Mr. Bodner ran a high quality copy shop/photo frame business. In this context, he carried a stock of gedolim photos, which he offered for sale, framed or unframed.
Before Pesach, Mr. Bodner received a donation brochure from the local kollel. “Anyone who donates $360 will receive a free 8X10 photo of Rabbi Yaakov Kamenetsky, zt”l, who delivered occasional shiurim at our kollel,” the advertisement read.
Mr. Bodner was a regular supporter of the kollel and happily donated $360. Two weeks later, he received in the mail the photo of Rabbi Kamenetsky. He had other photos of Rav Kamenetsky in his shop, but was taken by the inspirational glow captured in this particular photo.
He checked the photo carefully and found no indication of any copyright on it. It was simply a good shot that someone from the kollel had taken.
Mr. Bodner decided to make a few copies and offer them for sale in his shop for a small profit. They sold out very quickly. He began offering them through mail-order service, for the small price of $25.
One day, the administrator of the kollel, Rabbi Taub, chanced on Mr. Bodner’s store. He noticed that Mr. Bodner was selling the photo the kollel had offered its donors. “Where did you get this photo?” he asked Mr. Bodner.
“I had received it from you when I donated $360 before Pesach,” replied Mr. Bodner. “I have other photos of Rabbi Kamenetsky, but this one was so beautiful that I decided to sell it.”
“That was our photo,” said Rabbi Taub. “We used it to encourage donations to the kollel. By selling the photo you’re discouraging people from donating and causing us a loss.”
“It’s just a photo,” said Mr. Bodner. “Anyone can take a photo and sell it. You didn’t even copyright the photo before sending it out. I wouldn’t have done it otherwise.”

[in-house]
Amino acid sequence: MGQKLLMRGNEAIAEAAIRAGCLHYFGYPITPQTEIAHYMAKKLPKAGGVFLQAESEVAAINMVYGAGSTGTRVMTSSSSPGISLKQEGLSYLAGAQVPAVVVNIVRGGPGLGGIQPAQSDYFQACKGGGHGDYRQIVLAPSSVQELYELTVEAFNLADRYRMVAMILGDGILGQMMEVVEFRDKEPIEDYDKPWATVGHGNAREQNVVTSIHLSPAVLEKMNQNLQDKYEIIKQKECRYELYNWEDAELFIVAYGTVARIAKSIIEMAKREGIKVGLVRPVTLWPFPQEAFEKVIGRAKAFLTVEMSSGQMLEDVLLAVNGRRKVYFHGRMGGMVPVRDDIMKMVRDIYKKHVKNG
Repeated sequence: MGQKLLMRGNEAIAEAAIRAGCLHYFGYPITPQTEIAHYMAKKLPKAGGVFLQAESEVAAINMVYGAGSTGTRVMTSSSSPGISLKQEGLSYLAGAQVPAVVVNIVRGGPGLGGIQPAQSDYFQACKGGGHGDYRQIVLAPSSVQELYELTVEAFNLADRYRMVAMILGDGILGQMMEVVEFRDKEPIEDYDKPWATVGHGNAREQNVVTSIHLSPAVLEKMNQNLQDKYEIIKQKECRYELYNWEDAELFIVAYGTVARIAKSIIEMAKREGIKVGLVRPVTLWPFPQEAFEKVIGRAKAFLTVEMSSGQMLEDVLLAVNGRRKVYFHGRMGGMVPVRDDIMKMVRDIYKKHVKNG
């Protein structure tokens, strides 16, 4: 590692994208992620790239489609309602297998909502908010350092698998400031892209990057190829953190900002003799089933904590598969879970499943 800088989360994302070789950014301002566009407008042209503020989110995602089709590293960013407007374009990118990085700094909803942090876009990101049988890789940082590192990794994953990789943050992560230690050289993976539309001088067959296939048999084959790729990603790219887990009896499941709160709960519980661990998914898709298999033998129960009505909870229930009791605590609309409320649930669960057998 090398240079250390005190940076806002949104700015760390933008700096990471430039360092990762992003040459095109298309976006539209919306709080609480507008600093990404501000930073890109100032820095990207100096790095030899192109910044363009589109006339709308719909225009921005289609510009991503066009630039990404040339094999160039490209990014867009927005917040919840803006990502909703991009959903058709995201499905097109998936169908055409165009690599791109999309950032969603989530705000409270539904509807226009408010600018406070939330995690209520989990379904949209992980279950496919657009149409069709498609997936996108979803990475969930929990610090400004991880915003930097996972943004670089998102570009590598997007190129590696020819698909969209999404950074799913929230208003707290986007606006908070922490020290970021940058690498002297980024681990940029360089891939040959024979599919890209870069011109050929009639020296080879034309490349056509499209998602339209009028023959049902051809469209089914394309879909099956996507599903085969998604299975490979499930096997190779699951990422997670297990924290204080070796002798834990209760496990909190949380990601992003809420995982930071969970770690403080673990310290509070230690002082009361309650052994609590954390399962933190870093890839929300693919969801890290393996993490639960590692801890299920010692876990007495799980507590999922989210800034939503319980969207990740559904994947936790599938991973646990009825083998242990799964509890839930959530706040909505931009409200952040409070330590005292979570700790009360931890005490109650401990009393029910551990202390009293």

“You’re simply making a fast buck off of our efforts,” said Rabbi Taub. “That’s unethical.”
“People who want to donate will give anyway,” said Mr. Bodner. “Why can’t I also gain from distributing the photo?”
“We appreciate your support of the kollel all these years,” said Rabbi Taub, “but we can’t allow this. Are you willing to meet with Rabbi Dayan about it?”
“Absolutely,” said Mr. Bodner. “I wouldn’t want to do anything unethical.”
They arranged to meet with Rabbi Dayan. “I received a photo of Rav Kamenetsky from the kollel,” explained Mr. Bodner. “There is no copyright indication on the photo. Can I copy the photo and sell it?”
“The halachic application of copyrights is a very intricate issue,” said Rabbi Dayan. “It requires trying to fit a relatively new notion into classic halachic concepts and taking into consideration varying issues of minhag hamedina and dina d’malchusa. There are many halachic approaches to the topic.”
“What is one approach to our question?” asked Mr. Bodner.
“Your question is addressed in Emek Hamishpat, Zechuyos Yotzrim [36:7,19,25] by Rabbi Yaakov A. Cohen, shlita,” replied Rabbi Dayan. “He draws a distinction between commercial use that will impinge upon the livelihood of the original photographer and use that will not.”
“What is this based on?” asked Rabbi Taub.
“Rabbi Cohen bases this on a ruling by Rabbi Y.H. Sonnenfeld, the former chief rabbi of Jerusalem,” answered Rabbi Dayan. “He addressed the question of whether a person has a legal right to prevent someone from photographing him. Rav Sonnenfeld concludes that ‘image’ alone is not a possession, so that photographing someone is not taking property from him. [Of course, if the particular photograph insults the person, there is a prohibition ona’as devarim – verbal torment.] Other authorities, like the Rogotzover, do not allow photographing against one’s will.”